First Owens River-Los Angeles Aqueduct
to Los Angeles, CA
36 58 32.4 N, 118 12 38.0 W
Unprecedented in size and scope at the time of its completion, the First Owens River-L.A. Aqueduct system was the prototype for the extensive water supply systems needed to support the major urban complexes of today.
The population in Los Angeles was growing rapidly at the turn of the century, and the demand for water in this semi-arid region was critical. In 1904, three Los Angeles engineers - William Mulholland, Frederick Eaton and J.B. Lippincott - developed a plan for future sources of water for the thirsty city. The men recommended construction of a 233-mile-long aqueduct from the Owens River to Los Angeles. Faced with a prolonged drought at the time, citizens approved a $23 million bond issue (roughly equivalent to $1.5 billion today) to build the aqueduct.
The aqueduct began supplying water from the eastern slope of the Sierra Nevada to Los Angeles in 1913. It was considered a miracle of engineering at the time, because the abundant water flowed the entire distance between Owens Valley and Los Angeles by gravity alone.
- In 1906. the City of Los Angeles employed three of the most eminent civil engineers in the U.S. - including Frederick P. Stearns, then president of the ASCE, John R,. Freeman, a hydraulics specialist, and James D. Schuyler, designer of large dams - to verify that Mulholland's plan was viable.
- The aqueduct proper includes a series of five storage reservoirs, 142 tunnels totaling 52 miles in length, 12 miles of inverted steel siphons, 24 miles of unlined conduit, 37 miles of open, concrete-lined conduit, and 97 miles of covered conduit.
- Most of the thirteen inverted siphons, with a combined length of 49,575 feet, are supported above-ground on piers.
- From its intake in Owens Valley, the aqueduct passes over foothills, through mountains, and across the Mojave Desert into Los Angles, flowing all the way by gravity alone.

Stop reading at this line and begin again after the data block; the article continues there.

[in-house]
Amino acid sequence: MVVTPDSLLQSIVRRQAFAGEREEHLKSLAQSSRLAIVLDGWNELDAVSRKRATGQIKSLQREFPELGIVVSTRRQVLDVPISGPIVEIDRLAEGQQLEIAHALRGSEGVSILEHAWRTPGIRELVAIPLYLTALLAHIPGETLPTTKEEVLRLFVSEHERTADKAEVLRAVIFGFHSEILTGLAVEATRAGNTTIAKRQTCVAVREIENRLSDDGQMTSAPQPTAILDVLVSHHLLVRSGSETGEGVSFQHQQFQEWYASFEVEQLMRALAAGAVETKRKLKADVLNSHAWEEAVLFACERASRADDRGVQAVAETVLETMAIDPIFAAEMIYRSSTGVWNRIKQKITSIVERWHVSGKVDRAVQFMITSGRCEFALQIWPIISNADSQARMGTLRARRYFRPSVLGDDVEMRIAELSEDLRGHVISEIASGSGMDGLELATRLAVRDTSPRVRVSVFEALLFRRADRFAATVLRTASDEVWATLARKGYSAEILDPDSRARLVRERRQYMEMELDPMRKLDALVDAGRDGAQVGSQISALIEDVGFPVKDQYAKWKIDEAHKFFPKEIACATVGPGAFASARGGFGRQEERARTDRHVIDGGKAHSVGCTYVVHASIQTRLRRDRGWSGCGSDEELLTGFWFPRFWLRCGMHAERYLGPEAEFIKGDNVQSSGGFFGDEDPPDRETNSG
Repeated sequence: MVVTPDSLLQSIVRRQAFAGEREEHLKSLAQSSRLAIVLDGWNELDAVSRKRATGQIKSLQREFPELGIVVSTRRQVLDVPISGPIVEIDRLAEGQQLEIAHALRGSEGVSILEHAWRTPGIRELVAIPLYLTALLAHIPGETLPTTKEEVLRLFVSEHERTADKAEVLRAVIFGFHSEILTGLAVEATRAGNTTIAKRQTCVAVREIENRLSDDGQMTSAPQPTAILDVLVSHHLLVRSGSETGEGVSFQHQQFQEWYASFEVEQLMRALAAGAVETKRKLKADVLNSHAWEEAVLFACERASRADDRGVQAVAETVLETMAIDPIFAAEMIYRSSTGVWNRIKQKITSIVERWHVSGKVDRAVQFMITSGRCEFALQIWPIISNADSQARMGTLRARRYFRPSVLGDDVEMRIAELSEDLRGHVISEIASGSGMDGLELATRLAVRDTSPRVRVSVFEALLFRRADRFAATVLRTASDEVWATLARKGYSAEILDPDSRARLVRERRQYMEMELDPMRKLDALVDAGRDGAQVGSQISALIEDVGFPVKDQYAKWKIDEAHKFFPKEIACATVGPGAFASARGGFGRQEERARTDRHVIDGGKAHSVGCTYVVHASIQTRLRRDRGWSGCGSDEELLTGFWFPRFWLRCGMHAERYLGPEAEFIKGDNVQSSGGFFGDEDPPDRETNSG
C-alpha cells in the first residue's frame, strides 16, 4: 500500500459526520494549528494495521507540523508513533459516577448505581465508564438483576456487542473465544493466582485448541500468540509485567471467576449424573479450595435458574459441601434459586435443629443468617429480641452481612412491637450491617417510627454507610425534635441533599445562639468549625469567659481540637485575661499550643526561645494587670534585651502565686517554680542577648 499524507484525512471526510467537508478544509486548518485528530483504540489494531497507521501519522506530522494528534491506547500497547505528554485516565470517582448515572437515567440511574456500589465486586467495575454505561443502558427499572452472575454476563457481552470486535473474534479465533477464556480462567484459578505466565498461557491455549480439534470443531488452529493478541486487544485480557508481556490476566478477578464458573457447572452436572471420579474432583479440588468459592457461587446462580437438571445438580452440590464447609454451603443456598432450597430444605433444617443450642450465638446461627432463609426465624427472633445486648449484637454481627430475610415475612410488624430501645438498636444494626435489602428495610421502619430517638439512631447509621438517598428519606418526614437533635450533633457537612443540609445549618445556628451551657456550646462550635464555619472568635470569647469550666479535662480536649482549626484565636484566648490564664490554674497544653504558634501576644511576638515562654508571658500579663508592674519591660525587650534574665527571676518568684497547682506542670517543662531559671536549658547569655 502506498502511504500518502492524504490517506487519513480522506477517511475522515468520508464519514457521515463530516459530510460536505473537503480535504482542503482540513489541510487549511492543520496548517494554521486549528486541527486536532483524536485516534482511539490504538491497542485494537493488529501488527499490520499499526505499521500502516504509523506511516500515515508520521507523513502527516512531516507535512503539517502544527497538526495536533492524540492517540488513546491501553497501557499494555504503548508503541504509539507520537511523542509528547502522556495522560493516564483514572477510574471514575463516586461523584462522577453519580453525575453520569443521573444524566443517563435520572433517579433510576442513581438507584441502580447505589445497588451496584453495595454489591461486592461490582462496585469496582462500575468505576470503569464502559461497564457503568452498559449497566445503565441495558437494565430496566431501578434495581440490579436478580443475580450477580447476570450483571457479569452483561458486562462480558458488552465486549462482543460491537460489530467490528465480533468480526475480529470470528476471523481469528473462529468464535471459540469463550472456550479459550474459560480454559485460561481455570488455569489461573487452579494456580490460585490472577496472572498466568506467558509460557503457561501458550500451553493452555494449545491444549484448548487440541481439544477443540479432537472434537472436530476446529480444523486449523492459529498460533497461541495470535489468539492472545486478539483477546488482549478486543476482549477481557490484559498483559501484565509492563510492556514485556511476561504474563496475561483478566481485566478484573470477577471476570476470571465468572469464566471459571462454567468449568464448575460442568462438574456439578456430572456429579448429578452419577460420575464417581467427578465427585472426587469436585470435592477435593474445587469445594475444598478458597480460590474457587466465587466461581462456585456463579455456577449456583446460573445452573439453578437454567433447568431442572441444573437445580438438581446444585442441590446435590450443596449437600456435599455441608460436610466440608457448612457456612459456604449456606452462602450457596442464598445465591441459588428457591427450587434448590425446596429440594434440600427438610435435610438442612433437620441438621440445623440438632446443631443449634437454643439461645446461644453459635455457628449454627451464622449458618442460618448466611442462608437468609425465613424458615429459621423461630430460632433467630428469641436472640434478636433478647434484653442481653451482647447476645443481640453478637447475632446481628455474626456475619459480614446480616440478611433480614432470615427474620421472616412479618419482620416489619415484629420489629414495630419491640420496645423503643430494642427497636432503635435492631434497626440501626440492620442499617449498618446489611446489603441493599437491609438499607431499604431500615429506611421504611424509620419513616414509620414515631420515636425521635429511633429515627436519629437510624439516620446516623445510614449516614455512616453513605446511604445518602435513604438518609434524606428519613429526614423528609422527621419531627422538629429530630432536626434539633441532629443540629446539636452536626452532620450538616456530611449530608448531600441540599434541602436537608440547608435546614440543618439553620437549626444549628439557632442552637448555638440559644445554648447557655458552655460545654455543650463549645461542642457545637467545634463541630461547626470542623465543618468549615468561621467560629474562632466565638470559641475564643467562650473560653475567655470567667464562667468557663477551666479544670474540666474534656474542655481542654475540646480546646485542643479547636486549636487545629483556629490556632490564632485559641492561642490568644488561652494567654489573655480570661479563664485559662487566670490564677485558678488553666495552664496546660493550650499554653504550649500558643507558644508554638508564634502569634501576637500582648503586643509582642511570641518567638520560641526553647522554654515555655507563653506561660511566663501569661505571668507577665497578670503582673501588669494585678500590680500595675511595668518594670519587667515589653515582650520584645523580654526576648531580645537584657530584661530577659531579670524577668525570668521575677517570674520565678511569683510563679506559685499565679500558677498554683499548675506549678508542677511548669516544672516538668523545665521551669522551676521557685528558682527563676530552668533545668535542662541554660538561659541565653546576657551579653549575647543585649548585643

- The aqueduct provided the City of Los Angeles with a uniform annual flow of 440 cubic feet per second, enough to supply the population of two million for the following 20 years, until the system needed expansion people flocked to southern California.
- The rugged topographic relief along the eastern face of the Sierra Mountains necessitated construction of many tunnels and dramatic canyon crossings. Most of the rock tunnels were driven with machine drills.
- Despite the fact that Elizabeth tunnel - 26,780 feet through solid granite of the San Fernando Mountains - was one of the most difficult construction tasks, the American record for hard rock tunnel driving - 604 feet in one month - was established there.
- The materials of construction were conveyed up the mountainsides with aerial trams.
- Great quantities of water were needed for construction, particularly for the cement-lined conduit and concrete structures. Because no water was available in most areas of the deserts, the City of Los Angeles laid a 268-mile pipeline, connected with large storage tanks, along the aqueduct route.
- The Southern Pacific Railroad built a rail line, completed in 1910, to transport the enormous loads of construction material and equipment. Additionally, 505 miles of roads were necessary.
- Mule teams were deemed too expensive to use for short-distance hauling, so the aqueduct builders invested in a recent technological development, the caterpillar tractor. After an initial trial period with one tractor, the city government bought 28 more. Eventually maintenance and repair proved too costly, so the city crews reverted back to using mules.
- Power for construction was generated by two hydroelectric plants built especially for the project: the Cottonwood and Division Creek plants. Since then, several hydroelectric plants have been built by the City of Los Angeles along the Owens River and the aqueduct to supply power for the municipal electrical utility.
- An entire town, called Monolith, was created solely to produce cement - 1000 barrels every 24 hours. The mill was supplied with limestone and clay from deposits in the Tehachapi Mountains.
- The aqueduct is one of the most controversial water projects in U.S. history. The project took all of the water in the Owens River for the City of Los Angeles, leaving the former Owens Lake as a dry salt and alkali flat. This generated much enmity among the agricultural community of the Owens Valley.